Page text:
You’ve been warned before about the boogieman lurking in Ann Arbor’s dark alleys and the danger of walking home alone. Katy Mattingly, former director of Washtenaw Area Model Mugging Self-Defense and author of “Self-defense: Steps to Survival,” tells the truth about assault and how to defend yourself.

Brian Merlos
(CHANEL VON HABSBURG-LOTHRINGEN/Daily)

– As told to Jessica Vosgerchian

1 Statistically, you’re safer walking home alone than staying at a house. The majority of sexual assaults occurs inside, and between 70 and 90 percent of sexual assault attempts are made by someone the victim knows.

2 People who won’t accept “no” for an answer in smaller issues and make persistent requests that you go out or have another drink are exhibiting warning signs of being potential rapists.

3 It’s important to fight. Eighty-five percent of attackers aren’t carrying a weapon and are looking for an easy victim who won’t make a fuss. One strong jab or scream is often all it takes to send an attacker running.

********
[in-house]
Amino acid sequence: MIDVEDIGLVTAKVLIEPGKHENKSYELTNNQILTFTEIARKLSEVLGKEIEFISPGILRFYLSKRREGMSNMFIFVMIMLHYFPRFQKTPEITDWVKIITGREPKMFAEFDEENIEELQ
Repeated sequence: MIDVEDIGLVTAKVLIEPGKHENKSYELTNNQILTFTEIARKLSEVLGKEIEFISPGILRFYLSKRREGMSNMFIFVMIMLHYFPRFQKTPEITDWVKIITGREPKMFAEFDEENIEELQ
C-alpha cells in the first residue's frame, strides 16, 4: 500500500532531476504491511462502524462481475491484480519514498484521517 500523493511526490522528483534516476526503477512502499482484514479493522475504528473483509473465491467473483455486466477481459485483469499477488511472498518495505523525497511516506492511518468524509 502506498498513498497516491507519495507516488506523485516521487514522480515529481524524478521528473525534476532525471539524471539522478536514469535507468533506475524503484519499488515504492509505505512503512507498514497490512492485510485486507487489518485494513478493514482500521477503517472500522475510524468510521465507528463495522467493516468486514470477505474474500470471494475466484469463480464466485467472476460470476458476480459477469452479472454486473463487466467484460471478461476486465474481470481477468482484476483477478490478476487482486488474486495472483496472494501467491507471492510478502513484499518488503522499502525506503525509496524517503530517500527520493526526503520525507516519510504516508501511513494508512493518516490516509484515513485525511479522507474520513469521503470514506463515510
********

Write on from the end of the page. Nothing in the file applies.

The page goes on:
4 There’s a choice to be made about when to fight back and when to concede. If an attacker is asking for material things, it could be best to give what he or she wants.

5 Rapists generally don’t know martial arts. Even an unskillful counterstrike is likely to be effective. The body’s weak spots are the throat, groin, eyes and throat. Strong parts are the fingertip, elbow, knee and foot. To ward off an attack, take a strong part to one of the attacker’s weak spots.

6 Talking on the phone while you walk alone is more likely to encourage an attacker than ward him or her away. Convicted rapists consistently say the victim they’d choose is the one who looks distracted.

7 It’s a normal human response to freeze up when confronted by a threatening stranger. You need to practice breaking out of shock before you encounter a real-life attack.

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